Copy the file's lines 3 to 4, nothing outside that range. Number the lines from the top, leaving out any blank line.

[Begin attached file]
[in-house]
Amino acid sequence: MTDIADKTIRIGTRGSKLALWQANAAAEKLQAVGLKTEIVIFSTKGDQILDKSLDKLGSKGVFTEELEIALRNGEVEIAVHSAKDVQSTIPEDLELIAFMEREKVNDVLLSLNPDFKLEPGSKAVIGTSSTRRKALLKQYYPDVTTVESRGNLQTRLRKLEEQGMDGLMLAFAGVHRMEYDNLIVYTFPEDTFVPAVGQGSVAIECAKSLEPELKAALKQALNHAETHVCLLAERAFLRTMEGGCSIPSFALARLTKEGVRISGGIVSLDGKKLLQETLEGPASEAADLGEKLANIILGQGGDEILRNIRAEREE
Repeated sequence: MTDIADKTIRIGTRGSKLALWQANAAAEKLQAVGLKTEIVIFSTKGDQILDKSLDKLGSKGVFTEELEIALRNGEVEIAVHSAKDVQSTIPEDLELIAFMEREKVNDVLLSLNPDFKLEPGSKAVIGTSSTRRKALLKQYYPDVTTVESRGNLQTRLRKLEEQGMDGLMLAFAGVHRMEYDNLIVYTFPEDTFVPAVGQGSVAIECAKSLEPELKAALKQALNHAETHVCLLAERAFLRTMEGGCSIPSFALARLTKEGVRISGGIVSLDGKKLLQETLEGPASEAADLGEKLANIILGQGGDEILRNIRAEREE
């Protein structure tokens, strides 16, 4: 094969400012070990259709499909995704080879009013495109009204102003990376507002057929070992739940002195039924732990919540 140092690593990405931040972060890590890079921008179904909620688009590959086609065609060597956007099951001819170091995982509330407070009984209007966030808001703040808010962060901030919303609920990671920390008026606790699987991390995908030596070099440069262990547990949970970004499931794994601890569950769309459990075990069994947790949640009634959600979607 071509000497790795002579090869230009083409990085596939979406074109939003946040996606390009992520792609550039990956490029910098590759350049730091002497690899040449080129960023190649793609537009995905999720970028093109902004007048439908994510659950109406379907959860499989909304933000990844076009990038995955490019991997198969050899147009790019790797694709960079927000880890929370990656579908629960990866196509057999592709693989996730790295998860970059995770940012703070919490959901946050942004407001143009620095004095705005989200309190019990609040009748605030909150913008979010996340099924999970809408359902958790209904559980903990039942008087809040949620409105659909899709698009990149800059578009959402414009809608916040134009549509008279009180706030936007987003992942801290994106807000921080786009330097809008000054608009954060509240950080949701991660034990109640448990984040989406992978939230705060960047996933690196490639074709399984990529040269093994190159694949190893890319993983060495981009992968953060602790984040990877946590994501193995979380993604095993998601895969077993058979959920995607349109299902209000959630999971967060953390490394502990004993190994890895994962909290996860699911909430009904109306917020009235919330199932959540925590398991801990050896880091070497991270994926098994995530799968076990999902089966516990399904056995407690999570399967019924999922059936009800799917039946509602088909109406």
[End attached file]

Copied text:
Repeated sequence: MTDIADKTIRIGTRGSKLALWQANAAAEKLQAVGLKTEIVIFSTKGDQILDKSLDKLGSKGVFTEELEIALRNGEVEIAVHSAKDVQSTIPEDLELIAFMEREKVNDVLLSLNPDFKLEPGSKAVIGTSSTRRKALLKQYYPDVTTVESRGNLQTRLRKLEEQGMDGLMLAFAGVHRMEYDNLIVYTFPEDTFVPAVGQGSVAIECAKSLEPELKAALKQALNHAETHVCLLAERAFLRTMEGGCSIPSFALARLTKEGVRISGGIVSLDGKKLLQETLEGPASEAADLGEKLANIILGQGGDEILRNIRAEREE
């Protein structure tokens, strides 16, 4: 094969400012070990259709499909995704080879009013495109009204102003990376507002057929070992739940002195039924732990919540 140092690593990405931040972060890590890079921008179904909620688009590959086609065609060597956007099951001819170091995982509330407070009984209007966030808001703040808010962060901030919303609920990671920390008026606790699987991390995908030596070099440069262990547990949970970004499931794994601890569950769309459990075990069994947790949640009634959600979607 071509000497790795002579090869230009083409990085596939979406074109939003946040996606390009992520792609550039990956490029910098590759350049730091002497690899040449080129960023190649793609537009995905999720970028093109902004007048439908994510659950109406379907959860499989909304933000990844076009990038995955490019991997198969050899147009790019790797694709960079927000880890929370990656579908629960990866196509057999592709693989996730790295998860970059995770940012703070919490959901946050942004407001143009620095004095705005989200309190019990609040009748605030909150913008979010996340099924999970809408359902958790209904559980903990039942008087809040949620409105659909899709698009990149800059578009959402414009809608916040134009549509008279009180706030936007987003992942801290994106807000921080786009330097809008000054608009954060509240950080949701991660034990109640448990984040989406992978939230705060960047996933690196490639074709399984990529040269093994190159694949190893890319993983060495981009992968953060602790984040990877946590994501193995979380993604095993998601895969077993058979959920995607349109299902209000959630999971967060953390490394502990004993190994890895994962909290996860699911909430009904109306917020009235919330199932959540925590398991801990050896880091070497991270994926098994995530799968076990999902089966516990399904056995407690999570399967019924999922059936009800799917039946509602088909109406």